Etymology
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Laocoon

also Laocoön name of a Trojan priest of Apollo, from Latin Laocoon, from Greek Laukoun, from laos "people" (see lay (adj.)) + koeo "I mark, perceive."

Laocoön, n. A famous piece of antique sculpture representing a priest of that time and his two sons in the folds of two enormous serpents. The skill and diligence with which the old man and lads support the serpents and keep them up in their work have been justly regarded as one of the noblest artistic illustrations of the mastery of human intelligence over brute inertia. [Ambrose Bierce, "Devil's Dictionary," 1911]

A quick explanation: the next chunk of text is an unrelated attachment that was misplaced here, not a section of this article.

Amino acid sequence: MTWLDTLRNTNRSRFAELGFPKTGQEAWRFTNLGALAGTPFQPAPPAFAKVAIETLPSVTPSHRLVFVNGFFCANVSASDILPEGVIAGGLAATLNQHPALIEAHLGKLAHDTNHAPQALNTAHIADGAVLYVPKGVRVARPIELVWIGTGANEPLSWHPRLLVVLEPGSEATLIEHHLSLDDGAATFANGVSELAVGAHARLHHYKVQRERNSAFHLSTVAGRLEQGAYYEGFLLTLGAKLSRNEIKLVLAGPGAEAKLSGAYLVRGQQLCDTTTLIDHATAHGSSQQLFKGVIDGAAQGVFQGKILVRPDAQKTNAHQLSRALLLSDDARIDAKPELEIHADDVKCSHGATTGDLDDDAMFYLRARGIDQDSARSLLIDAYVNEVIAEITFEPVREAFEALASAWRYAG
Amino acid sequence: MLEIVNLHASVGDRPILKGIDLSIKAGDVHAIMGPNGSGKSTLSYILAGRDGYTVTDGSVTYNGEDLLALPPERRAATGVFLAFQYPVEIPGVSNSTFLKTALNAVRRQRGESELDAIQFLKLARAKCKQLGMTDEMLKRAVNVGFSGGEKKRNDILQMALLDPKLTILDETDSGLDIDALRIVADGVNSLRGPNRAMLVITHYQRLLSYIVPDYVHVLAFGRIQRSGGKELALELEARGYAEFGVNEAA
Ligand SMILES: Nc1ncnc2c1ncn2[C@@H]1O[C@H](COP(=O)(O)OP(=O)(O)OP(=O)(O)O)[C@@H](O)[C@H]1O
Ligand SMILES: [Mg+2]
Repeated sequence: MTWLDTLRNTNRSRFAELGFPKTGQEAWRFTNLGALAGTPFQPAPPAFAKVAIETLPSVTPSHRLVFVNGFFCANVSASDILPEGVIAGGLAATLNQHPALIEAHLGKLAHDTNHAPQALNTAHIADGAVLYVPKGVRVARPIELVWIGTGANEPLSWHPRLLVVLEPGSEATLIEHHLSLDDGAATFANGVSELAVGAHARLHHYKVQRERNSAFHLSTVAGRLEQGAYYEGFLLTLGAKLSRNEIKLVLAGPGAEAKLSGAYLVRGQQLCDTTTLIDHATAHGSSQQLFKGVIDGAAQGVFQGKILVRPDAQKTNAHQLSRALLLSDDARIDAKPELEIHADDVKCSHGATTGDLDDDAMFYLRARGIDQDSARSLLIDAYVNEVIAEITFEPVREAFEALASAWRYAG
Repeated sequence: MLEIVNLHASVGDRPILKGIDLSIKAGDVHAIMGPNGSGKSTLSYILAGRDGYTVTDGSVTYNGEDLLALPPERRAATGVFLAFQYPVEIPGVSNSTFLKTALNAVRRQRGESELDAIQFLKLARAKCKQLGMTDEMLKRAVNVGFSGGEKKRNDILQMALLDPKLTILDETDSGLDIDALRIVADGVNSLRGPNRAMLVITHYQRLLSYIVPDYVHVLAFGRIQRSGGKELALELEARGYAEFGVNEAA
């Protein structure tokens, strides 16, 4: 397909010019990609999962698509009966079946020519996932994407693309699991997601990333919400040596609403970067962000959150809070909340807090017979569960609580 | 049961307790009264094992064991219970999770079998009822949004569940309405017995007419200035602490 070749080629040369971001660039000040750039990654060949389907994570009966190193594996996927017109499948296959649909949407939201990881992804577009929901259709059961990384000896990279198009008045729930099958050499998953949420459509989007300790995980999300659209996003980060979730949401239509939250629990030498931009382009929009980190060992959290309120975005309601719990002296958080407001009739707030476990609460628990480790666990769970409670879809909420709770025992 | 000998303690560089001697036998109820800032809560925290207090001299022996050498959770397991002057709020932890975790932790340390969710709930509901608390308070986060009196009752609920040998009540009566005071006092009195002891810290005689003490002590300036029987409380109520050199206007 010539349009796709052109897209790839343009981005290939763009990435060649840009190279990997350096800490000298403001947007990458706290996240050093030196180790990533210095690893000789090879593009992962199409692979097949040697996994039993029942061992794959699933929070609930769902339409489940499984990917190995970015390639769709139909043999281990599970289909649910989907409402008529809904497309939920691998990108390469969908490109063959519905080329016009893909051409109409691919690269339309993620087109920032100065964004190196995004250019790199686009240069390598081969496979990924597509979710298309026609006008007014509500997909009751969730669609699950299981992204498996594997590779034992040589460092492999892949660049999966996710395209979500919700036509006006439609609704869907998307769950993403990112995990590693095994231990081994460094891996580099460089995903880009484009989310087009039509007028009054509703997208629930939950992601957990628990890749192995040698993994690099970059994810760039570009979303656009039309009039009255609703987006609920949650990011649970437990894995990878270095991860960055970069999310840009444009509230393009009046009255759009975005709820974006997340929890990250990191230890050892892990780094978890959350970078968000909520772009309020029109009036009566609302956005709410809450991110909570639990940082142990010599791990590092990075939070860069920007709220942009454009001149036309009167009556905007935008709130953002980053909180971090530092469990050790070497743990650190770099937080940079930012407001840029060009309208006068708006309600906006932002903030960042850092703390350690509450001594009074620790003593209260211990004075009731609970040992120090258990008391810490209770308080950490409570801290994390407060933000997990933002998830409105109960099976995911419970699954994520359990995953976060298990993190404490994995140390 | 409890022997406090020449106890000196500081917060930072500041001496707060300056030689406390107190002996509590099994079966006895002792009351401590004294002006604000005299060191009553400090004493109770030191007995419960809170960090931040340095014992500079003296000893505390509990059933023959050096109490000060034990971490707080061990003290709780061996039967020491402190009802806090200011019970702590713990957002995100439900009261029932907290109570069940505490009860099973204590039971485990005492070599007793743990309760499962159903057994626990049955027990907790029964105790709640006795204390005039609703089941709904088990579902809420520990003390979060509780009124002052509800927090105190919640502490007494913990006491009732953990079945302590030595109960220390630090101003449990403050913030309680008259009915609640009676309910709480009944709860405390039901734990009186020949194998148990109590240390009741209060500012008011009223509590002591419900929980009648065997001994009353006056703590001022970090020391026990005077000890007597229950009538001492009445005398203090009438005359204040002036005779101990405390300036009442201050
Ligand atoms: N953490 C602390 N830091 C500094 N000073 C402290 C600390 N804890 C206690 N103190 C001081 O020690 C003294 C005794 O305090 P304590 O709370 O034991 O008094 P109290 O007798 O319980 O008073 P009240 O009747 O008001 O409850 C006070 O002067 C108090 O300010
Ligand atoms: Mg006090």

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Definitions of Laocoon

Laocoon (n.)
(Greek mythology) the priest of Apollo who warned the Trojans to beware of Greeks bearing gifts when they wanted to accept the Trojan Horse; a god who favored the Greeks (Poseidon or Athena) sent snakes who coiled around Laocoon and his two twin sons killing them;
From wordnet.princeton.edu